The woman who roamed her dreams appeared before her eyes, but Delia shook her head. A dream didn’t put food on the table, but, oh, to be trapped inside a manor house! No more walks through the wood to forage for wild cherries and walnuts. No conversations with the sparrows that landed on her shoulder. No daydreaming by her favorite stream.

“You would find suitors in town,” Marthe said. “Even from the gentry, maybe, but don’t wait too long, love, or you’ll lose your chance for a home and children. You want children, don’t you?” Marthe’s life revolved around Luc and her children, but Delia wasn’t sure. The mysterious woman who roamed her dreams was calling her, but for what? And from where?

Desert Song

The Chevy truck looked like it had been painted by a team of monkeys on acid. Its front was bright green, the rear a muddy brown and the camper stuck on its back sported daubs of pink and yellow in no apparent pattern.

“Bought it from a hippie,” Ray yelled as he passed the kitchen window. We still said things like that in 1982.

I left the dishes in the sink and bolted out the back door in time to see the truck struggle around the corner into what passes for our backyard but looks more like a car cemetery. The thing looked even worse standing still. The passenger door was hanging on one hinge with a single strand of rope preventing it from peeling off entirely. The windshield was cracked from what looked like a bullet hole. It had no front fender and one headlight. When Ray shut off the motor, it kept running for about a minute. I thought it whimpered a couple of times too, but that might have been me. Ray said that he’d gotten it for “almost nothing” which seemed about right.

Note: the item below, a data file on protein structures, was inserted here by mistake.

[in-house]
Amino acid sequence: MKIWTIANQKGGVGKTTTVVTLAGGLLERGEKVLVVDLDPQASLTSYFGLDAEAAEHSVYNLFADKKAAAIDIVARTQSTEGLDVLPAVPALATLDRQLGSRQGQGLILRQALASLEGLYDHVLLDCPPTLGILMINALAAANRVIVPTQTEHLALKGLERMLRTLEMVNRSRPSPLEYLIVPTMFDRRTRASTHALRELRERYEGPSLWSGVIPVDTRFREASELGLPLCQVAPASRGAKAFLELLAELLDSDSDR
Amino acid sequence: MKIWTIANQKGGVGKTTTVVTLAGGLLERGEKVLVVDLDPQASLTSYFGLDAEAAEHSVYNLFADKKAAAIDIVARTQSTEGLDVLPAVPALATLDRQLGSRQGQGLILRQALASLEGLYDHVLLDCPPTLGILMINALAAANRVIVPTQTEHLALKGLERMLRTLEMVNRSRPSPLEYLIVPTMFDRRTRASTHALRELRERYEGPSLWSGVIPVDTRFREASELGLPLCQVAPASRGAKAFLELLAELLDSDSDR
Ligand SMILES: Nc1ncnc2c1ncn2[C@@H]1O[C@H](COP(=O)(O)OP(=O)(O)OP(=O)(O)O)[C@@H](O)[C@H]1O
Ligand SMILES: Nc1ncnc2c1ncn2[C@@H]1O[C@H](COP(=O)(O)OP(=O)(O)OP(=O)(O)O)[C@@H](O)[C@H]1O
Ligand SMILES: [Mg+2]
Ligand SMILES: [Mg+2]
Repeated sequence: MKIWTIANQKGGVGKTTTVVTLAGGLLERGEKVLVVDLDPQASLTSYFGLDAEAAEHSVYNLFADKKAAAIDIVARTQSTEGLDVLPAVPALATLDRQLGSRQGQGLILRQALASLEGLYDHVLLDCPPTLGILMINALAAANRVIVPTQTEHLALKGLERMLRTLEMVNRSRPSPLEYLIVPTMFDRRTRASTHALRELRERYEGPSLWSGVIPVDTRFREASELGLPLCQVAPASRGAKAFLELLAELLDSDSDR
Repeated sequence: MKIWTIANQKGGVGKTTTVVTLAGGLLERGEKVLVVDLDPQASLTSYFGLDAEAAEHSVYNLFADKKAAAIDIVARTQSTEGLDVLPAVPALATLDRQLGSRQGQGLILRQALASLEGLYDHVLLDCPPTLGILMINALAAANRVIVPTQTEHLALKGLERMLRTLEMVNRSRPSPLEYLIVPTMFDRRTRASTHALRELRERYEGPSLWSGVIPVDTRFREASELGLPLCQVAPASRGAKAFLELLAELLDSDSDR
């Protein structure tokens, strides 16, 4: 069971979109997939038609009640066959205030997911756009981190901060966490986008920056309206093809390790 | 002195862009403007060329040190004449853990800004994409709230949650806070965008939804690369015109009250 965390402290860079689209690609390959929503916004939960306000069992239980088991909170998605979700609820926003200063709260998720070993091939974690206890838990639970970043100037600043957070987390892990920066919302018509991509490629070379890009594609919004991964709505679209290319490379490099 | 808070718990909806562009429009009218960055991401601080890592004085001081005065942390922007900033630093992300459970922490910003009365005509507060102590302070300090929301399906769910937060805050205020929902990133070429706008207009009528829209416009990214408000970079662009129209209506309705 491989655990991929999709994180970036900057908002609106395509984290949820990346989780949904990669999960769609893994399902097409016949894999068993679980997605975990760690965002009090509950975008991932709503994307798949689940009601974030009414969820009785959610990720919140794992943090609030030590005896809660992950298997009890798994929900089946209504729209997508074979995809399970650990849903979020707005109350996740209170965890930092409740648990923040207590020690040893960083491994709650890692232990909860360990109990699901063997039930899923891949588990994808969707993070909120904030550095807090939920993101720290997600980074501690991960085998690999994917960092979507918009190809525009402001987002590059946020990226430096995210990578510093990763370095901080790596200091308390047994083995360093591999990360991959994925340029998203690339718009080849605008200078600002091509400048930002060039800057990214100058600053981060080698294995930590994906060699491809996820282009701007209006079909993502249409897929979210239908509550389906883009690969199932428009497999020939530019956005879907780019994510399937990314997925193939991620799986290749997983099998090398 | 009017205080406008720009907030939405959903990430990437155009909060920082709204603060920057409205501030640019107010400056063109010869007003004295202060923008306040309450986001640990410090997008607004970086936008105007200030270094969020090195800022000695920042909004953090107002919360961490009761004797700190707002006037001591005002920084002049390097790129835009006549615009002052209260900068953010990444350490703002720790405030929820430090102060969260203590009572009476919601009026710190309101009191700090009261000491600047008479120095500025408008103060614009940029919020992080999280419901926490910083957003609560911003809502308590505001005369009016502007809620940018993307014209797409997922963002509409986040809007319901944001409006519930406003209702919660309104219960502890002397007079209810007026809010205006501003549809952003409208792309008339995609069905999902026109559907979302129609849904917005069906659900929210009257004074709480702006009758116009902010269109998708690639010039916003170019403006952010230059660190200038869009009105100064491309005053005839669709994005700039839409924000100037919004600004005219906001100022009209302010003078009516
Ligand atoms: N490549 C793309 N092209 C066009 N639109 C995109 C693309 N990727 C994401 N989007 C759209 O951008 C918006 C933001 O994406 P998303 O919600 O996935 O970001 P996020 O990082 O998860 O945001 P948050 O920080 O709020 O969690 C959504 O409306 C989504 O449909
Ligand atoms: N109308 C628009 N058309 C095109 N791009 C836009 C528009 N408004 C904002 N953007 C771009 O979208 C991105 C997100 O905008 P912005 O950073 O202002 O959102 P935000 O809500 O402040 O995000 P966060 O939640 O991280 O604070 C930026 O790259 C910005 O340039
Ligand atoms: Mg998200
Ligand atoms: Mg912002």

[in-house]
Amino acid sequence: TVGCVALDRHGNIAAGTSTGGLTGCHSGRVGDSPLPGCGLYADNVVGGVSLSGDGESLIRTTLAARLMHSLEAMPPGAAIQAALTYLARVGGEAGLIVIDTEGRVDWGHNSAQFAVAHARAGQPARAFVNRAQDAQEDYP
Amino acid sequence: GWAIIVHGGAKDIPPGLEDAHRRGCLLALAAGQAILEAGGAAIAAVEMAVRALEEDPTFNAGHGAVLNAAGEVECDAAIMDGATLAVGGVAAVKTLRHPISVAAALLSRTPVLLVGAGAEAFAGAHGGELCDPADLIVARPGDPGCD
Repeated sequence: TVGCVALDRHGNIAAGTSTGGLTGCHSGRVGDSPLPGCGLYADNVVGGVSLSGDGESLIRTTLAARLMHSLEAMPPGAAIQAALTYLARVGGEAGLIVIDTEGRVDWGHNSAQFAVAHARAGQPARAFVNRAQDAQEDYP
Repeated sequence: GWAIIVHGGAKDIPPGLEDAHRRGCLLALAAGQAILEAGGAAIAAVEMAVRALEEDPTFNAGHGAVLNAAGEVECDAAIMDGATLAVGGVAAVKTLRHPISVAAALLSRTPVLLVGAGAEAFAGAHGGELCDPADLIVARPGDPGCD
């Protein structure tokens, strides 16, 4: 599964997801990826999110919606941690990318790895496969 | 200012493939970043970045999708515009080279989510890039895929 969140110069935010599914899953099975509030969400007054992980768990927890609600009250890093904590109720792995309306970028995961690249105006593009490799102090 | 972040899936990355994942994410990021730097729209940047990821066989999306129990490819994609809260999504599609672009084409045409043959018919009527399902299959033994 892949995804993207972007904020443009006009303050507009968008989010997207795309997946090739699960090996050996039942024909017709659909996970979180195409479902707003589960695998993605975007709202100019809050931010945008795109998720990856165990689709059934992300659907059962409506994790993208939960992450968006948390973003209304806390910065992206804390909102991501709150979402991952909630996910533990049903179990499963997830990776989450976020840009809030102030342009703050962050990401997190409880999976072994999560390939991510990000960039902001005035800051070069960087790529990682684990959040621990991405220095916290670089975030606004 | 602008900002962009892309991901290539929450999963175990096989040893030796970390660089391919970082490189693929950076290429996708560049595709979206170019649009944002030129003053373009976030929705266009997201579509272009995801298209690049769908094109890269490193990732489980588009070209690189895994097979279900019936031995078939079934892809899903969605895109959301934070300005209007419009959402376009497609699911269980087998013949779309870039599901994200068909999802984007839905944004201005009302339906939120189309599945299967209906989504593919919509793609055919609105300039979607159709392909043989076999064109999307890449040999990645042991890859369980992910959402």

Ray doesn’t get enough auto repairing to suit him at his job at the Ford dealer downtown, so it’s not unusual for him to show up with stray vehicles that he fixes up to sell. It brought in extra money that we needed to survive in San Francisco, even though we lived in a rundown flat in the fog belt a block from Ocean Beach, so close to the zoo you we heard the lions roaring at night. I didn’t mind him working on his vehicles on the weekends, but when I saw that truck, I thought he had gone too far. If you’d told me then I was going to set out across the western plains in that heap and be chased by a skeleton to boot, I would have called you crazy.

“The engine isn’t bad,” Ray said. “Transmission seems okay. All it needs is a muffler, brakes, maybe a new carburetor and a little body work.”

“More than a little. That’s the sorriest-looking vehicle I’ve ever seen.”

He gave me a hug, crushing me against his chest. “I know it looks bad, Franny, but the engine’s sound. And I can fix up the camper so it’ll be just like home. You’ll see.”

I didn’t say anything.

“So, are you mad?”

“No. But don’t get too busy on it today. We’re having dinner with Rita and Jake. Six sharp.”

“Aw, Franny. Why don’t you let me barbecue up something right here?”

“Because we promised we’d come.”

“Aw, Franny,” he said again, but a smile was threatening to break out on his solemn face as he went into the shed to look for the right tool to start working on the truck.